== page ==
The Adelaide Women’s Prison in the suburb of Northfield is reported to have been left shaking for a while on May 7 last year. No, it wasn’t some dramatic prison riot or the inmates taking over the proceedings. It was their collective reaction, laced with delight and excitement, to Sashi Cheliah, one of their beloved prison officers, winning the apron to enter the MasterChef Australia kitchen for Season 10. And they kept cheering him on, as the 39-year-old went on to become the first Indian-origin contestant to be crowned champion in the internationally-renowned cooking competition.
When we meet him, Cheliah is on the periphery of the Melbourne Cricket Ground (MCG), satiating tastebuds with his own twist on Indian street food. His pop-up stall, Gaja, is one of the many set up on the vibrant Yarra Park grasslands as part of the Indian Summer Festival that’s being celebrated alongside the annual Boxing Day Test. And on this day it’s the MCG that’s shaking with energy as Virat Kohli holds court within its enormous confines. Right outside, Cheliah is holding his own as people queue up not just to savour his ingenious delicacies but also to pose for selfies with the latest celebrity of the culinary world. Cheliah indulges them all, but not for long. It is service time and he’s back to looking as busy and wired as we’re used to seeing him on TV as he shepherds his troops.
It’s this part of the job, leading a team on a mission, which he insists on enjoying the most. After all, he has done this for more than half his life. Over the last six months, he’s undertaken “pressure tests” with and against contestants whom you’ll often hear say, “I’m in a world of pain”, with that typically nasal Aussie twang on TV. Cheliah was originally trained for far tougher pressure tests — of life-and-death variety. Before he moved to Adelaide six years ago, the corrections officer was part of the elite Black Ops Force in Singapore.
“We are hand-picked, undergo selection, rigorous training for a week, followed by another round of one-year training. It’s a long process. After that, based on the threat level — terrorism, kidnapping or high profile VIPs’ security — we are called in,” he says.
Joining the police force might have seemed a natural progression for the self-confessed “adrenaline junkie” but his original dream was joining the army. But his mother would have none of it. The Singapore-born Cheliah, whose grandfather moved there from Madurai, jokingly puts it down to his Indian heritage.
“I wanted to be in the commandos. I wrote the exams and went for selection. But my family wasn’t in favour of me taking that up because of overseas missions. My mother was always very protective. She wouldn’t allow me to ride a motorcycle, she wouldn’t let me swim,” he says.
Being the thalai pillai (firstborn son in Tamil) in a family of seven children brought its own set of responsibilities. It was his mother and aunts who played a role in Cheliah’s early interest in cooking even if he wasn’t allowed to join them very often in the kitchen. “I enjoyed cooking, but then I was not allowed to cook much. But I have a gift. If I see something, it registers in my mind and I start doing something out of it,” he says.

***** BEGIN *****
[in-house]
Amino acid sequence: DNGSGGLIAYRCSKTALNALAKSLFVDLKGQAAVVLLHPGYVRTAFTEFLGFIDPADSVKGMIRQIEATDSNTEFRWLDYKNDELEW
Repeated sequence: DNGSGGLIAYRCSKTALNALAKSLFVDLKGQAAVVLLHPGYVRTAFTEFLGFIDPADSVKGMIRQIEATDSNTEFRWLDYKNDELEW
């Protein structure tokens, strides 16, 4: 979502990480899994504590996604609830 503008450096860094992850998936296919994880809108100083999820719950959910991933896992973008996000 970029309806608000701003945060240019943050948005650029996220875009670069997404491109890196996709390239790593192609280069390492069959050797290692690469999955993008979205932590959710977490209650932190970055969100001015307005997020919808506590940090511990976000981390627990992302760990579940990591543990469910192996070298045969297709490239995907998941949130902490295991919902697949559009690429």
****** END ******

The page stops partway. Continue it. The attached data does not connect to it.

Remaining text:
Cheliah also admits his elite training in Singapore and his role in managing stress and people at the prison played a critical role in his success on the TV show, despite being the oldest contestant of the season. “My previous jobs helped me manage stress better. I didn’t have the anxiety separation from family. I was able to delegate and focus. I’m more task-oriented. This is from my training back in the day. I was the oldest, but I had the stamina to keep up with anyone,” he says.
Though Cheliah has still got his job at the prison, he admits that “food is my work now”. He plans to take his love for food back to his roots. Cheliah has been to India only once — as a child on a temple visit to Tamil Nadu with his parents — but now plans to go on a countrywide trip soon with his Masterchef winner’s apron in tow. He also plans to use food as a tool to give back to his community, starting with finding rehabilitation opportunities for some of the prisoners he has been in charge of. “I want to give a second chance to the people who have been in prison. I will actively look to hire those who have realised their mistake and moved on,” he says.
Cheliah’s love for cooking might have changed his life now, but it has also played a significant role in meeting his wife, Rebecca, about two decades ago. “I met her at one of the many barbecues I used to do in school,” he says.
It was Rebecca who insisted on moving to Australia about six years ago, and it was she who pushed her husband to put his cooking credentials to the test in front of the world. And Cheliah, who had quipped, in an earlier interview, about how spending seven months of the MasterChef journey felt like “being in a prison”, admits to have become a prisoner of his own device at his own home. His wife and children now want him to showcase the skills and techniques that won him the most celebrated chef’s title for their sake. “Adhu nariya kekkaranga (they keep asking a lot). We’re moving to a new place, and this time I have designed a home kitchen where there is more space and can also be used for filming,” he says.